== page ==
Understanding Alternative Minimum Tax (AMT)
Calculating your income is only the first step in determining your take-home pay, or your net pay. The next part involves adding in deductions and credits which lower what you have to pay. Some high-income earners can add enough deductions to significantly reduce their tax bills — and potentially push them into a more favorable tax bracket. To ensure these high-earners pay their share of taxes, the government sets an alternative minimum tax (AMT) rate.
Because of the Tax Cuts and Jobs Act (TCJA) of 2018, only a fraction of all taxpayers had to consider the AMT. The number of affected households dropped from five million to less than 150,000 the following year.
Still, AMT is very much a concern among plenty of taxpayers, especially those that are on the border of taxable income brackets. Here is what you need to know about AMT from a money-management perspective.
What Is the Alternative Minimum Tax (AMT)?
The first version of the alternative minimum tax debuted in 1969 and was known as the “millionaire’s tax.” This is because the IRS discovered that 155 millionaires didn’t pay any taxes because they took advantage of deductions and credits that lowered their overall tax bill. The goal of this tax was to make sure the wealthiest Americans still paid their tax bill.
The AMT was then adjusted during the Reagan administration (the Tax Reform Act of 1986) to provide more exemptions and deductions for the wealthy and then again with the TCJA in the Trump administration.
After reaching a certain earnings threshold, taxpayers are required to run a series of calculations to factor in the AMT. The taxpayer will look at the AMT tax bill compared to their standard tax bill and pay the higher amount.
The AMT calculations vary from standard models by adding certain costs to the tax bill while eliminating deductions that filers can apply.
How Does Alternative Minimum Tax Work?
The alternative minimum tax is based on your total reported income. You have to hit certain earning thresholds to qualify to pay the AMT and pass beyond certain exemptions. The more you earn beyond this threshold, the larger your federal income tax will be. This is considered a progressive tax, as opposed to a proportional tax or regressive tax. Essentially the idea is your taxes will stay proportionate to your overall earnings for the year. Therefore, if you stay in a lower income bracket, your taxable percentage remains low as well.
If you’re on the borderline of an income bracket, you can lower your overall tax bill to avoid entering this AMT earnings threshold. For example, you can contribute a higher amount to your 401(k), which will reduce your reported income levels. You can also pay into a health savings account (HSA) which can also give you increased healthcare coverage.
Calculating Alternative Minimum Tax
A trusted tax professional or financial advisor can help you understand whether you need to pay AMT and how you will do it. However, you can follow these steps to estimate whether you will be responsible for AMT on your upcoming tax bill.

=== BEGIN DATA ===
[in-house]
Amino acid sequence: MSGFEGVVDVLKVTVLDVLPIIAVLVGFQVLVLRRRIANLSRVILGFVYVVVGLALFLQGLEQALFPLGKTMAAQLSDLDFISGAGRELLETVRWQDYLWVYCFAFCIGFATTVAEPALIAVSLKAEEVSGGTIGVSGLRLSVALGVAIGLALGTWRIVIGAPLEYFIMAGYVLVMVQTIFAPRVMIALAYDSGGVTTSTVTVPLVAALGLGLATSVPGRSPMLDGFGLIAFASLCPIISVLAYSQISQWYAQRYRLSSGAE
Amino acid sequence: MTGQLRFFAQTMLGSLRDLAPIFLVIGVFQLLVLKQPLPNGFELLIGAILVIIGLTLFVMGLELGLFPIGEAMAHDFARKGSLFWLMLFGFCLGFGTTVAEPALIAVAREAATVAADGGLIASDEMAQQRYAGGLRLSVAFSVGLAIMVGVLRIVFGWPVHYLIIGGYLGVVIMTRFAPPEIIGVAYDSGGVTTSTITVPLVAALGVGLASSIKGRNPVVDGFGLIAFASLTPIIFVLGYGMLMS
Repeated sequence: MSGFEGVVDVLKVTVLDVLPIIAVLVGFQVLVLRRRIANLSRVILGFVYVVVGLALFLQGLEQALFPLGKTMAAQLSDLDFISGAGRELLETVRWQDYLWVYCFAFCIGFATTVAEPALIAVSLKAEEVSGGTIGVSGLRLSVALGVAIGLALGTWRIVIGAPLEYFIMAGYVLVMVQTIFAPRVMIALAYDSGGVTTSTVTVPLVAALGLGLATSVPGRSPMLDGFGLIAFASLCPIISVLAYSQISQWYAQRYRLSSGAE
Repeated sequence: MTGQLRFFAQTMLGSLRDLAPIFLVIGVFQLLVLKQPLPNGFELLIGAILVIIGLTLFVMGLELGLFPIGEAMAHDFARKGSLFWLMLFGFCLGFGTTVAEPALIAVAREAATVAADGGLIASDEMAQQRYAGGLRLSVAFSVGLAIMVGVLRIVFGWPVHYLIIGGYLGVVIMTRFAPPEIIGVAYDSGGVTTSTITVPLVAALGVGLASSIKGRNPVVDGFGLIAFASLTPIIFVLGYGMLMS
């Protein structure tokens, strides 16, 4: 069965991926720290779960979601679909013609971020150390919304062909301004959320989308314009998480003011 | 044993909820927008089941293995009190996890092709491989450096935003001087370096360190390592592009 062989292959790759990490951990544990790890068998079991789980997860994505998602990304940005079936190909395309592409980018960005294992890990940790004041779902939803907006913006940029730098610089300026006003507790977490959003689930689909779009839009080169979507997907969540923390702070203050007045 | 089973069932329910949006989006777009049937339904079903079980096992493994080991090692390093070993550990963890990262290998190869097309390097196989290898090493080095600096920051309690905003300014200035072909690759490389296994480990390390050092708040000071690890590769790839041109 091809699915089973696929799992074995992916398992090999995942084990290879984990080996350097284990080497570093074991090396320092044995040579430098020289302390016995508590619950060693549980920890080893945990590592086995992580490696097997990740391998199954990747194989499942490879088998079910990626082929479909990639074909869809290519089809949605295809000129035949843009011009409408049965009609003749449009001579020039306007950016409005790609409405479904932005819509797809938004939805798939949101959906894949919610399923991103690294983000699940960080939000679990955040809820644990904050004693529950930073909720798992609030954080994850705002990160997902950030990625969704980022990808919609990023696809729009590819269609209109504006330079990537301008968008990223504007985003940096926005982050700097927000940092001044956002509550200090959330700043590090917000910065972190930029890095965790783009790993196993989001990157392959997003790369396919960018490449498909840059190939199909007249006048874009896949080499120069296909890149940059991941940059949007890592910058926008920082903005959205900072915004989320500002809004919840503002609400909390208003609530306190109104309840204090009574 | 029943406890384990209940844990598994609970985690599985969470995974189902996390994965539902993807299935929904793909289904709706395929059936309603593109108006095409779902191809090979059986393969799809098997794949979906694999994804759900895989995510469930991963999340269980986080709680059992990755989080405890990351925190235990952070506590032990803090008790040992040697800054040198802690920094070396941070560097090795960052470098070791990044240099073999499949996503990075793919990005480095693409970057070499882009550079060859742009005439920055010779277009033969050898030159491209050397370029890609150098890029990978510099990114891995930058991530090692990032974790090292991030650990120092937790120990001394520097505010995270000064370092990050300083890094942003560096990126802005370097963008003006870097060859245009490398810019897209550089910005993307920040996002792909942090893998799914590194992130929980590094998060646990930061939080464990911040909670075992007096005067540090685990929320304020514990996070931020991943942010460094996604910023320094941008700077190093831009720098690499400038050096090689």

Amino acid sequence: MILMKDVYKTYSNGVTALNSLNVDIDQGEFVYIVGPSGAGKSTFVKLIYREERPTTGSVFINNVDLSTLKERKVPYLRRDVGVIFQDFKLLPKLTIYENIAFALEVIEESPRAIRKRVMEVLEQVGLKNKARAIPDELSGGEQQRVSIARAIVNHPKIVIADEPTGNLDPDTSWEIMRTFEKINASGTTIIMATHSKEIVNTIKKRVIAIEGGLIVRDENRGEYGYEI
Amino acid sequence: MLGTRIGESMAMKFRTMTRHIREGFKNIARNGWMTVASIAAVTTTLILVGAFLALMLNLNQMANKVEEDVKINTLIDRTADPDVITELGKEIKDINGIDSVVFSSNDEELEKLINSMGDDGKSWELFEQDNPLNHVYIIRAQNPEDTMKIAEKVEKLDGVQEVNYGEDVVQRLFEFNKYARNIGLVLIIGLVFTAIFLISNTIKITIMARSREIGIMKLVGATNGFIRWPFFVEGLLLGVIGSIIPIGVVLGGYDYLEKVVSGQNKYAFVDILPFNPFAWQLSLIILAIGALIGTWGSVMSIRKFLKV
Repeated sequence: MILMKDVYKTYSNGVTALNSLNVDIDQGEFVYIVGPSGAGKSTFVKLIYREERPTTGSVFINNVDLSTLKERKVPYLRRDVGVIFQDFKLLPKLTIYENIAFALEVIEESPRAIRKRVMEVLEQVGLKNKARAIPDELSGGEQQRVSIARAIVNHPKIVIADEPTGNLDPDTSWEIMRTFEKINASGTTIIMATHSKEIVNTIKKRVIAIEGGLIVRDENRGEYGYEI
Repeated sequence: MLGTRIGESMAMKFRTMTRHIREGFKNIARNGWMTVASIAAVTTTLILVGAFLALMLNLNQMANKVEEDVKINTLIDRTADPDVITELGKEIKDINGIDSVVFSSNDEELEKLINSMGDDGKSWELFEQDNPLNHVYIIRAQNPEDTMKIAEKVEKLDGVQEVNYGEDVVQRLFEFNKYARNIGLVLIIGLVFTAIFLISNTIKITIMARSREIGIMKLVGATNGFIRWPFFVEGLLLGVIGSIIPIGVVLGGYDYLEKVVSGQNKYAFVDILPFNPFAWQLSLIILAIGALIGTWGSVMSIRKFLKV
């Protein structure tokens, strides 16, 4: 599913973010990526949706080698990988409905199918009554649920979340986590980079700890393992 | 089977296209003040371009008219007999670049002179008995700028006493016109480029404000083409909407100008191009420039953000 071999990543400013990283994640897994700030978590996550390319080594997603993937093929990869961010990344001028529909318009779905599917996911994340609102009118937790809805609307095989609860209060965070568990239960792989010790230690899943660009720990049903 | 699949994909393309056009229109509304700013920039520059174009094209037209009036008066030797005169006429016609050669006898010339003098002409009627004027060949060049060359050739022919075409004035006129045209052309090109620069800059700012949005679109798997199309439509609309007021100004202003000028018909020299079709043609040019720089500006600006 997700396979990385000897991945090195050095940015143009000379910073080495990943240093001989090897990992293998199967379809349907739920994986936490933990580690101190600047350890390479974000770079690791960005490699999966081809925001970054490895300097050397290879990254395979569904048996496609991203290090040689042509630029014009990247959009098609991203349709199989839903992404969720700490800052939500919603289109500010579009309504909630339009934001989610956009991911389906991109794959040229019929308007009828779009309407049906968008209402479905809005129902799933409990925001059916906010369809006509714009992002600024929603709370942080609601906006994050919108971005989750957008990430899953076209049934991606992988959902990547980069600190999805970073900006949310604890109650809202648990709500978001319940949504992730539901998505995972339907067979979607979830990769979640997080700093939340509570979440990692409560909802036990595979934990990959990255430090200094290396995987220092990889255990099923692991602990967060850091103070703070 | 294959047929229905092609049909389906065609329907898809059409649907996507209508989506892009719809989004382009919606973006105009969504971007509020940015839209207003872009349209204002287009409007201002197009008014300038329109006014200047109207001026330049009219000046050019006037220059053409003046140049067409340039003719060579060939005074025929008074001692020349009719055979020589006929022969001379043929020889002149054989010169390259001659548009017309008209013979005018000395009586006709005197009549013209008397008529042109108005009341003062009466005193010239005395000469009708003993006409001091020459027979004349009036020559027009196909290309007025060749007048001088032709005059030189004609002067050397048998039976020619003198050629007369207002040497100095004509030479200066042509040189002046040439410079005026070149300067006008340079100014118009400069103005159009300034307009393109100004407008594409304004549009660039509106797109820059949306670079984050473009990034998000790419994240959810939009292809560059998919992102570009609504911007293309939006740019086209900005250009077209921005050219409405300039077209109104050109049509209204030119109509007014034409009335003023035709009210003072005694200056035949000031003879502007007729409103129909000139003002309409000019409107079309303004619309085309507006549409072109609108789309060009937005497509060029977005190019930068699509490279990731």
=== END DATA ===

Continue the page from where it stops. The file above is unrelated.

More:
- Calculate your taxable income. If you earned $75,900 as a single filer or $118,100 as a married couple filing jointly, you will have to pay AMT.
- Determine your tax rate. If your income falls below $206,100 as a single filer or married couple, your tax rate will be 26%. If your income falls above these thresholds, it will be 28%.
- See if you qualify for any exemptions. The more your annual income, the higher your AMT. Exemptions are phased out to 25 cents on the dollar for people who earn more than $539,900 for single filers and $1,079,800 for married couples as of 2023.
- Complete your tax forms. If you suspect that you owe AMT, complete Form 6251 which can be found on the IRS website. Your accountant can also help you with this.
- Pay your tax bill. Once you complete your tax forms, you should have a clear idea of what you owe. This can also help you budget your taxes for next year.
The thresholds for AMT change each year. Check to see the limits for single and joint filers for 2024 before you assume that you will have an AMT bill.
Who Is Responsible for Paying the Alternative Minimum Tax?
Calculating your tax bill isn’t as simple as submitting your W2. As you grow your wealth and become a “high-earner,” through investing, your taxes will become increasingly complicated. Without realizing it, you might hit the AMT threshold if you aren’t aware of your various deductions and tax options.
Therefore, stay confident as you pay your taxes. You don’t want to overpay more money than you owe, but you also can’t risk underpaying. The IRS could request additional money, levy fines for misfiling, or even start the auditing process to review your income.
If you manage multiple investment types, consider working with an organization to manage your wealth for you. These professionals can help you report your income during tax season.
What Tax Breaks Are Lost Under AMT?
Tax breaks can lower your overall bill to the IRS. However, there are certain deductions that aren’t allowed with the AMT. These include state and local tax deductions, medical expenses (unless they exceed 7.5% of your gross income), and real estate property taxes. There are also restrictions on your home equity loan interest.
You can see how these deduction limitations can affect your overall portfolio. A real estate investment that would be considered profitable might not have the dividends you expect if you can’t count your property taxes and home equity loan interest as deductions. Similarly, other limitations on deductions (like incentive stock options) can also change your financial outlook.
Working with a trusted tax professional can help you make the most of your deductions so you don’t overpay your taxes. You should never feel blindsided by the AMT.